Weekend Film Recommendation: Exit Through the Gift Shop

8 Jul

This is the second documentary that I’ve done for the WFR (Hoop Dreams was the first), and this one stuck with me a little more than usual. While many documentaries tell heart-wrenching stories, or try to prove a political point, Exit Through the Gift Shop examines the question “what is art?”. While the documentary doesn’t blatantly ask that, the twists and turns of the story end up there, and show someone who truly missed the point about what “street art” is all about.

The film’s “protagonist” is Thierry Guetta, a man who films almost every moment of his life. Through his relative, he is introduced to the underground world of street art and he becomes obsessed. In his adventures, he meets Shepard Fairey, who you may know was the man who did the “Hope” posters for the Obama campaign. Guerry follows Fairey around, even to other countries, as Fairey puts up his artwork on various city buildings and landmarks. Guerry’s travels lead him to the most famous street artist, Banksy, who is known for his controversial works of art and the fact that he never allows his face to be filmed or photographed. Banksy and Guerry begin a friend/mentor relationship and Banksy becomes intrigued by , and turns the camera on his life. From there, the viewer begins to see the distinction between art and imitation, and leads to a powerful conclusion.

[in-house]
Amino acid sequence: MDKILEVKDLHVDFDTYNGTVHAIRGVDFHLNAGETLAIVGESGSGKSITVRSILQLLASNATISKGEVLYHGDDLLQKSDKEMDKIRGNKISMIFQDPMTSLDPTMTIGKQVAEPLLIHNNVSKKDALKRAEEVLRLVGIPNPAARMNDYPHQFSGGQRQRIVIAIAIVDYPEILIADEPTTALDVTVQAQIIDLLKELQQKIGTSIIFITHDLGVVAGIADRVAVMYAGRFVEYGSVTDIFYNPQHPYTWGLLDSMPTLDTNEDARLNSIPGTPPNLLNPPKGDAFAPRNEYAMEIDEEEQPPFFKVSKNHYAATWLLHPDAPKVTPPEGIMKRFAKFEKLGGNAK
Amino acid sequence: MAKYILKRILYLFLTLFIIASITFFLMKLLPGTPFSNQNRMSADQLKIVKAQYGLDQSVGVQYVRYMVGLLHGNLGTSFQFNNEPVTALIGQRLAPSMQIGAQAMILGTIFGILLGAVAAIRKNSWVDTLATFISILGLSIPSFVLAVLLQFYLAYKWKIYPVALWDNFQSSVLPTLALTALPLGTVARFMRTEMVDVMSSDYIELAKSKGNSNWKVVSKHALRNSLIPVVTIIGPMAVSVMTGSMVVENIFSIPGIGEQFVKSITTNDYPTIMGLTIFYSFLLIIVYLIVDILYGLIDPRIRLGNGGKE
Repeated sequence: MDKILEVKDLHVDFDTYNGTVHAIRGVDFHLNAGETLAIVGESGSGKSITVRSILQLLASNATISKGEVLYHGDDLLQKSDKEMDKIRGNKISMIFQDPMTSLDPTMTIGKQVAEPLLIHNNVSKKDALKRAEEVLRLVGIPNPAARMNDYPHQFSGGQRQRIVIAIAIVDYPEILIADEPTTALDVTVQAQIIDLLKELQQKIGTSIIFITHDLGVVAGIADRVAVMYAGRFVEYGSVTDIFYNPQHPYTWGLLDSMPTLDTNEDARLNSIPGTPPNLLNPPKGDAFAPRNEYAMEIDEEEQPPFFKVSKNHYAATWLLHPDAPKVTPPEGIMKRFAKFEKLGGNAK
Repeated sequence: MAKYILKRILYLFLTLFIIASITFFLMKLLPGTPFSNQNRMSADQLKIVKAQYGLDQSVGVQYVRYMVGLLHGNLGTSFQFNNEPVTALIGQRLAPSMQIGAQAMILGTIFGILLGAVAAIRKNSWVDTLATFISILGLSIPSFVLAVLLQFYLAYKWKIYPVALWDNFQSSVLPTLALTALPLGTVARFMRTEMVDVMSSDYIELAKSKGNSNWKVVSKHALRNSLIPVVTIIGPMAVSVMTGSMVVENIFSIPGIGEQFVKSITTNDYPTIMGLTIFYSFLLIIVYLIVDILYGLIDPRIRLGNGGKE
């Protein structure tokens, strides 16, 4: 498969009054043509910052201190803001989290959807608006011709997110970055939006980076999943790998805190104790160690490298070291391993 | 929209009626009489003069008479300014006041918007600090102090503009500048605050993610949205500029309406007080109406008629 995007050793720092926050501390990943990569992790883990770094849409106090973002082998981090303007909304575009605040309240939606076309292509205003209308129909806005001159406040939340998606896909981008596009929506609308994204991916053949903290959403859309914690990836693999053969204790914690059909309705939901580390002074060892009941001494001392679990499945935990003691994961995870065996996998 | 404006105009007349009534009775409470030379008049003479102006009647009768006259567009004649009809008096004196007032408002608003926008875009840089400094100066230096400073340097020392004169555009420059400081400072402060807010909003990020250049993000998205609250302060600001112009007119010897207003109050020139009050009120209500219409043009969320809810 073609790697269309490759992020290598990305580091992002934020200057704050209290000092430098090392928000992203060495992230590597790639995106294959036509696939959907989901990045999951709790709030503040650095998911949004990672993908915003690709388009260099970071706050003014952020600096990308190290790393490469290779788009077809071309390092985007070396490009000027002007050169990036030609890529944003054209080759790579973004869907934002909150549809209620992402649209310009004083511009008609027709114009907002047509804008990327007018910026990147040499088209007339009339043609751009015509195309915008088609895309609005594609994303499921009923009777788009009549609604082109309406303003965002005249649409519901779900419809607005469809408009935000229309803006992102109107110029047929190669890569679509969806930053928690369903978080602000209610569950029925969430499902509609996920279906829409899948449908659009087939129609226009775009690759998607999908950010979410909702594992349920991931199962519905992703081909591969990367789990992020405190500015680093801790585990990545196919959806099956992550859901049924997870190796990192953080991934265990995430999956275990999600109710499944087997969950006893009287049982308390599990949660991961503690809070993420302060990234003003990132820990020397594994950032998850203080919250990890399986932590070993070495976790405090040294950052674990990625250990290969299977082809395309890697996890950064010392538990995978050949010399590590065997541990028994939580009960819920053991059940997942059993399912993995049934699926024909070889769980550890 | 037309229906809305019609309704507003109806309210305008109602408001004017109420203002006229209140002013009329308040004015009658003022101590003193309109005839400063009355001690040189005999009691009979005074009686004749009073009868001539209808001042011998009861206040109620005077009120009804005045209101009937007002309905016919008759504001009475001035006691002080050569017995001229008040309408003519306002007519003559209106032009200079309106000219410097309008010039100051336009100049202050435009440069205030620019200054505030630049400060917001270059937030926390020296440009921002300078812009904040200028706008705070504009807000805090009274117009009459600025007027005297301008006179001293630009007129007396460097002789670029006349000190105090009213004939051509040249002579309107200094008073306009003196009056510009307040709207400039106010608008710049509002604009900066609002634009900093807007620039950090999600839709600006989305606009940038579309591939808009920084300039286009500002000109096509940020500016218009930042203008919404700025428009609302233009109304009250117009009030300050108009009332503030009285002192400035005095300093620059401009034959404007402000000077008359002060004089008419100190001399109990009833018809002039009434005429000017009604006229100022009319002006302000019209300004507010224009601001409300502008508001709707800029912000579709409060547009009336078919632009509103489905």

The documentary is entertaining throughout, as the viewer gets to see a world few get to see and meet the compelling people involved. It’s also an interesting look at the faddish art scene in L.A. as well, and how the masses get swept to whatever is trendy, even if they don’t completely understand. This atypical documentary received high marks on RottenTomatoes (98%) and was nominated for an Oscar in the Best Documentary category. It’s only 86 minutes long, so if you have some time to kill this weekend, check it out.

To add Exit Through the Gift Shop to your Netflix Instant Queue, click here.


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